Domenico Trezzini (c. 1670 – 1734) was a Swiss Italian architect who elaborated the Petrine Baroque style of Russian architecture.
Domenico was born in Astano, near Lugano, in the Italian-speaking Ticino (at that time a condominium of the Old Swiss Confederacy). He probably studied in Rome. Subsequently, as he was working in Denmark, he was offered by Peter I of Russia, among other architects, to design buildings in the new Russian capital city, St. Petersburg.
Since 1703, when the city was founded, he substantially contributed to its most representative buildings. The Peter and Paul Fortress with the Peter and Paul Cathedral, the Twelve Collegia Building (now the main building of Saint Petersburg University) as well as Peter's Summer House count among his many achievements. He also helped found and design Kronstadt and the Alexander Nevsky Monastery.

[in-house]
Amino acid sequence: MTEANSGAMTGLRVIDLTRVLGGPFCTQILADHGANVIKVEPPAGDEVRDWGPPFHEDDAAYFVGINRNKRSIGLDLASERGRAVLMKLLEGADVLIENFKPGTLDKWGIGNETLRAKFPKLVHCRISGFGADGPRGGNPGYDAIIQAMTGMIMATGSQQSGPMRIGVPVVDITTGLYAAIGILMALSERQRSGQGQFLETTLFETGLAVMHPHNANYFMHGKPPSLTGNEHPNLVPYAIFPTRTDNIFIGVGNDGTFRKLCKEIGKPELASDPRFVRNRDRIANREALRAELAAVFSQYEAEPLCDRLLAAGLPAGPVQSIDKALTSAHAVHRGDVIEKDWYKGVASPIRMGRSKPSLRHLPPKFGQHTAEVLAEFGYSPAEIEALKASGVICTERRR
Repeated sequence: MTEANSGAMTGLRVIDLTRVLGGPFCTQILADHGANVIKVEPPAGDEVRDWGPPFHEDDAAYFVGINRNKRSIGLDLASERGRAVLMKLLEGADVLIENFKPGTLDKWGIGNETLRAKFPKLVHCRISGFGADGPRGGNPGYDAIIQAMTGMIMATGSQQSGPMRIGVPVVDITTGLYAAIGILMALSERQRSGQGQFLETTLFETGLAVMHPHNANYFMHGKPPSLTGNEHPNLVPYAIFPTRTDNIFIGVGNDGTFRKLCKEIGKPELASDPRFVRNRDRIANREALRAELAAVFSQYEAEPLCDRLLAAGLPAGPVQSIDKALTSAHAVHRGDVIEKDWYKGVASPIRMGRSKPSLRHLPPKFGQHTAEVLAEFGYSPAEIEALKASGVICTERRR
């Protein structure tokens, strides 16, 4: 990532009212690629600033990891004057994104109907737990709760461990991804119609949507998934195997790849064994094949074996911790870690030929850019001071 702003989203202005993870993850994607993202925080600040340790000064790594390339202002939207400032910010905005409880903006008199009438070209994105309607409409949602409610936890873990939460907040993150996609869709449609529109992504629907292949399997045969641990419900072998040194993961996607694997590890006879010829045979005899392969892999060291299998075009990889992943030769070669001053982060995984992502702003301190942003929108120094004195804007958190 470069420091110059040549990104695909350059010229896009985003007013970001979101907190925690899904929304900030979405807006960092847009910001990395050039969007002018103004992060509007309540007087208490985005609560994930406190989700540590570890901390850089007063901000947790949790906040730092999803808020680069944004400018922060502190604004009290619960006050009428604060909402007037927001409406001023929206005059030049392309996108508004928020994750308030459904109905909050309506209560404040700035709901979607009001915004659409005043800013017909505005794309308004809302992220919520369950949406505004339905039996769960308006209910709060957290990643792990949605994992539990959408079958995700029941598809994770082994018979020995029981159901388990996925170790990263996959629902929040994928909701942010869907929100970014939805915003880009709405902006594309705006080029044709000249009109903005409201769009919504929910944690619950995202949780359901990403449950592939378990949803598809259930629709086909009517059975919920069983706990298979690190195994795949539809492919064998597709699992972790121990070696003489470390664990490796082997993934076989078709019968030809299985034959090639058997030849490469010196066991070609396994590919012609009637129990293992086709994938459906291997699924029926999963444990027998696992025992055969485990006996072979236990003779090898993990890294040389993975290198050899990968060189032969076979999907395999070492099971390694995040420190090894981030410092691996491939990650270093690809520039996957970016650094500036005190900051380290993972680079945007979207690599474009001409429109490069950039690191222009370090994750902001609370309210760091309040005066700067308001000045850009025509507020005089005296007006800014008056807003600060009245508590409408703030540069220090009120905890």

Domenico Trezzini was very important for another aspect of Russian architectural history: in founding a school based on the European model, he laid the foundations for the development of the Petrine Baroque.
As a testimony of the cordial relationship that linked Domenico Trezzini with the Tsar, his son Pietro (who also became a noted architect, not to be confused with Pietro Antonio Trezzini) had Peter I of Russia himself as a godfather.